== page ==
Long's Peak, Goblin Forest | Scott YoungAug 03, 2019

Long's Peak, Goblin ForestRocky Mountain National Park

#Sports, #Outdoors, #Insulation, #Mountaineering, #Hiking, #Research

Staggering testiments of time extend along the horizon as the Rocky Mountains employ cantankerous tenacity with a peerless audacity. Arrival - the better part of hours away - feels like mere minutes against the tempo of pistons and adrenaline coursing through man and machine.  Heading into the holiday weekend aspiring campers and enthusiasts flourish in droves as the merging seasons culminate majesty with an array of beauty, wonder and consternation.
 The formidable nature of Long's Peak can be felt from miles away as the apex prevails over the tallest peaked sierra in northern Colorado. Massive sheers of granite liken to sharpened teeth riveted to it's face with racking premonition. Shadowed mountainsides serve as aggregrated columns of ice, snow and the few fearless adventurers courageous enough to attempt a climb under some of the most arduous circumstances fathomable.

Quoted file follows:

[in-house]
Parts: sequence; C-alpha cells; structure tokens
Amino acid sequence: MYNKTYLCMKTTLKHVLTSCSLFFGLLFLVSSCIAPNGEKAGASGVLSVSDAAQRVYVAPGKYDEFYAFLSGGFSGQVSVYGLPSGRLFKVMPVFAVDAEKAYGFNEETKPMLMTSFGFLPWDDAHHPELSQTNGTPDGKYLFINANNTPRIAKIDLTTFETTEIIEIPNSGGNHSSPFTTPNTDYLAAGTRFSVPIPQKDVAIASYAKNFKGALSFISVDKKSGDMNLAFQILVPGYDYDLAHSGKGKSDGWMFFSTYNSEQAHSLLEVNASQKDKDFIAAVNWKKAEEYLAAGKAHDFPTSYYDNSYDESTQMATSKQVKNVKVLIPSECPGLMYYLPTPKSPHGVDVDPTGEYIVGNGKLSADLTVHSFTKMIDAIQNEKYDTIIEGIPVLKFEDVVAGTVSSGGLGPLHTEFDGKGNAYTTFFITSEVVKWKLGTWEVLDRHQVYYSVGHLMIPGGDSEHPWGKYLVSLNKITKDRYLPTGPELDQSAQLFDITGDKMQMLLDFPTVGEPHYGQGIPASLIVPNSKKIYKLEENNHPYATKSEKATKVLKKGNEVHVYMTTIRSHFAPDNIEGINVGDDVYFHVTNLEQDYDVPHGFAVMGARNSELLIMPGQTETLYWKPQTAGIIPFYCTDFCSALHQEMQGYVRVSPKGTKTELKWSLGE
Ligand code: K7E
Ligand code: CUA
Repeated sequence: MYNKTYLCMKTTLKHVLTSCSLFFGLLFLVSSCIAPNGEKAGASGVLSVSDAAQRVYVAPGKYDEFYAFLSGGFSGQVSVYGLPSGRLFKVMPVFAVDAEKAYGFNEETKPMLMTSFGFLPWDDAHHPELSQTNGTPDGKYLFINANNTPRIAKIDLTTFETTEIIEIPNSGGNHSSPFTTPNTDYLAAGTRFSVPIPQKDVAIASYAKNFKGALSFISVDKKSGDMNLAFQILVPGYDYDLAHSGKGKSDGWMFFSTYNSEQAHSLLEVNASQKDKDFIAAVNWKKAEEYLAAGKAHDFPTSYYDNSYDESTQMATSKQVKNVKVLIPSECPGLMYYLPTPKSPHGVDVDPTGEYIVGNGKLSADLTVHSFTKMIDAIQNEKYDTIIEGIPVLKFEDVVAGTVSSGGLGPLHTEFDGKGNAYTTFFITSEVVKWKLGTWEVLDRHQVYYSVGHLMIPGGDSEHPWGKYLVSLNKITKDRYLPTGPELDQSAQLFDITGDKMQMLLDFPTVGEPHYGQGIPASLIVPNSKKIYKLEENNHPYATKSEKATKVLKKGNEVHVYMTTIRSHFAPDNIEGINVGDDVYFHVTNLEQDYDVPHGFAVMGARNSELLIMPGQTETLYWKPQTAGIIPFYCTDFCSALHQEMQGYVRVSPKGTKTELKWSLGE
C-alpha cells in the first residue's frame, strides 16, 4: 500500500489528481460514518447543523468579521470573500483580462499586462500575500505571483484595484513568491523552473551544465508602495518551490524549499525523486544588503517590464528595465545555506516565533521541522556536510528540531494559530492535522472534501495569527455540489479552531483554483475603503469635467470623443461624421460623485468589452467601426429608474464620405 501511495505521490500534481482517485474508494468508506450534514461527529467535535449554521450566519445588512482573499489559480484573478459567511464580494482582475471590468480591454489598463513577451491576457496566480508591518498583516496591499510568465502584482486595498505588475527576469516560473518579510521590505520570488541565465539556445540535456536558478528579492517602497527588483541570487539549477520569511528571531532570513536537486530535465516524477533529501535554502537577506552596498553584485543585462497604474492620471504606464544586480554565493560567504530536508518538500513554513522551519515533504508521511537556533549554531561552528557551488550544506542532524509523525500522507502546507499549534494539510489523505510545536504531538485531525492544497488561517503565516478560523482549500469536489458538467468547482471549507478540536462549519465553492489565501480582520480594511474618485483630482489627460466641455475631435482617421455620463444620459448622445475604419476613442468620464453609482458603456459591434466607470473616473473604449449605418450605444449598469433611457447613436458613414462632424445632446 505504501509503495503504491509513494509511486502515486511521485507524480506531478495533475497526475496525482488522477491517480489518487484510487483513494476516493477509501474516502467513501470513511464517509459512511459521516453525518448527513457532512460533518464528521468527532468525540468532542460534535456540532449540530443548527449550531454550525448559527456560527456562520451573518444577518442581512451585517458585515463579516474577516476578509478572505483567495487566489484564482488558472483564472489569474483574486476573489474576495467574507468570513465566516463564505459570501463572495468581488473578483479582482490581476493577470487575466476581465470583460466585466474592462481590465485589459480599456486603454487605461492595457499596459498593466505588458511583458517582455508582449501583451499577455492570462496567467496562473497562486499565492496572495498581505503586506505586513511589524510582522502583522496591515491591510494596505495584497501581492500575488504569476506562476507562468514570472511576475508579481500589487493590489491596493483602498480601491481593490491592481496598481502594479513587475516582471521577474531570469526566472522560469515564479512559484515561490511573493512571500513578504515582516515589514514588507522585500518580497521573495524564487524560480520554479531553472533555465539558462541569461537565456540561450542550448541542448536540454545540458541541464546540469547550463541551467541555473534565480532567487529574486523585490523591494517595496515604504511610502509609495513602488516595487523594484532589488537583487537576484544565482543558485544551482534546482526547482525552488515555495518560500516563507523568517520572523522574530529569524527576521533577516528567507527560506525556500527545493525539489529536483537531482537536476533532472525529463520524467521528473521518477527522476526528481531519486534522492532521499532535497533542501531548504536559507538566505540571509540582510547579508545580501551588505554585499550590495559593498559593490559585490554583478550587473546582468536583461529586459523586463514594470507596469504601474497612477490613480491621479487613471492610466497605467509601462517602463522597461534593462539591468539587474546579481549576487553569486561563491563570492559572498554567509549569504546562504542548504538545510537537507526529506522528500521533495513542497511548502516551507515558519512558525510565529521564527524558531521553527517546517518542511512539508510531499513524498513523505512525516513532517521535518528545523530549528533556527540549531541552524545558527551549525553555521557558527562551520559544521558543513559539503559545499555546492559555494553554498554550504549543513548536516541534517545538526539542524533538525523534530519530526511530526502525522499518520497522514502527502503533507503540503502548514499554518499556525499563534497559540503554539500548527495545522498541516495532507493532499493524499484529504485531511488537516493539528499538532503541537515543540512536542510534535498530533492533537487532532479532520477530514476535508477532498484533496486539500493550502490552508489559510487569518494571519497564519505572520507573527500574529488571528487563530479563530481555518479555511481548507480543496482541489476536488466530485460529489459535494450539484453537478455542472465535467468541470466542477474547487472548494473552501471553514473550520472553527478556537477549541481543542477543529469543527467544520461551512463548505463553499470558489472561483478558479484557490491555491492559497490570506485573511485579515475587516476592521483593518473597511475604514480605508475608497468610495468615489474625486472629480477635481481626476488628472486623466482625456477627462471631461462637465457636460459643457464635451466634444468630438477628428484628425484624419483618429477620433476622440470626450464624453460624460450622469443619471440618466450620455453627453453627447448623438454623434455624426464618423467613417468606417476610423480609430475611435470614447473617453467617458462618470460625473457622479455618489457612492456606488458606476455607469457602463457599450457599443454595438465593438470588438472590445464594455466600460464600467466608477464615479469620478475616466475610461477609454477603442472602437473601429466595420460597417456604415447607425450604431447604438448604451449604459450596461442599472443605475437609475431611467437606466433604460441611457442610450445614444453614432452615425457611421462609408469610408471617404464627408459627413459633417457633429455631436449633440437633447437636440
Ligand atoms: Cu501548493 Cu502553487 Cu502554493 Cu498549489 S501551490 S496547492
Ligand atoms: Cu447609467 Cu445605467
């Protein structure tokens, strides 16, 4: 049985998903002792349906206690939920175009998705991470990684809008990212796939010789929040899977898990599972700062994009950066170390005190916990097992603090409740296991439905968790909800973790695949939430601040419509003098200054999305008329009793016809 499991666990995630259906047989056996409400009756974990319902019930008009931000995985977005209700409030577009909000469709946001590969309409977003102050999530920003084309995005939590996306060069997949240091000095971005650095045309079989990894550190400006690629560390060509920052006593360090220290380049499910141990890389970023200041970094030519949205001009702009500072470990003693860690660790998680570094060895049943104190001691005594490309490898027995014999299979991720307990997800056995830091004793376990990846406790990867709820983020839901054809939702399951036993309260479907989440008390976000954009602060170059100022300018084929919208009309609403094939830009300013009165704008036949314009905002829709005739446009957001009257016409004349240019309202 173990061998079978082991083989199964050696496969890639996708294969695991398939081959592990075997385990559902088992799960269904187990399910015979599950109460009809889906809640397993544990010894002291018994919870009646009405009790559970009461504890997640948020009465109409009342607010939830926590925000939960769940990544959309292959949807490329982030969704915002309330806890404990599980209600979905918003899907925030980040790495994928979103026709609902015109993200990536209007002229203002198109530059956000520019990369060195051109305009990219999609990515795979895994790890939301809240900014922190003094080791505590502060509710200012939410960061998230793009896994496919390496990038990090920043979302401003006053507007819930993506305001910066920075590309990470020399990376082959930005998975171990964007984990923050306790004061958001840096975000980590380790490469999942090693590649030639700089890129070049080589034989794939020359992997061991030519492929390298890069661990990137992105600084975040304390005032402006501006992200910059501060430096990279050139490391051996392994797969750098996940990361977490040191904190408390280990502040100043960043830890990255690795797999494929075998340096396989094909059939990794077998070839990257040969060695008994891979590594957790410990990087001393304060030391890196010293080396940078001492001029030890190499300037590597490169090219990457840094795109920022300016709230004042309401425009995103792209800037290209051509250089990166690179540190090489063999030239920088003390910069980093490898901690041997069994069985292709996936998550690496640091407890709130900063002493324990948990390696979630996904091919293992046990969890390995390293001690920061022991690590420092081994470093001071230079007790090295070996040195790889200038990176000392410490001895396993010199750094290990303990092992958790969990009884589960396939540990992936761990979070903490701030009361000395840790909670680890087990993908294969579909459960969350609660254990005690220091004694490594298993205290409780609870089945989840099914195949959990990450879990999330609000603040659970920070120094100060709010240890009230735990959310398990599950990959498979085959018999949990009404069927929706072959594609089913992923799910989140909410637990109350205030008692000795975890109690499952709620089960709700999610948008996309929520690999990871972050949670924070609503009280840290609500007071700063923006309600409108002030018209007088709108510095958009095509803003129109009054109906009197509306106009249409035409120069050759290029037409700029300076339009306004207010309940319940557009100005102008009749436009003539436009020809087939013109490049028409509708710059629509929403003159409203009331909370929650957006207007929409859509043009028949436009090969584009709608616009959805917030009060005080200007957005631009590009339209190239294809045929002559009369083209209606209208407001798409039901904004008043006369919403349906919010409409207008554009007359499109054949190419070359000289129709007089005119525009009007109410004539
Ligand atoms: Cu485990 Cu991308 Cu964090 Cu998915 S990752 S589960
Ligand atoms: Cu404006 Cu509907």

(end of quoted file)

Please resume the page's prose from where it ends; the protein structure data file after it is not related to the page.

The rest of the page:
Looking up at the terrifying magnitude of the summit clearly spells out the dangers ahead; a menace that has claimed the lives of more than 60 mountaineers before us. Ahead lie nearly 5000 feet of elevation gain over the 8.4 miles of treacherous terrain sprawled between trailhead and summit. Given our sea-level homes, and unassailable height of our ambitions, we made haste toward acclimating at our first campsite in the Goblin Forest.
 A measurable yet calm grade strolls through the mountainous forest with lustrous exhibits of spruce and lodgepole pines. Dredging forward the distant virulence of Boulderfields become lost in boundless forestry surrounding our path. Following the south side of the Alpine Brook leads to six primitive campsites and the most revered latrine one can find for miles. As we prepare camp an intimate feeling of warmth sets in beneath the canopy creating solemn impiety for the following day's climb.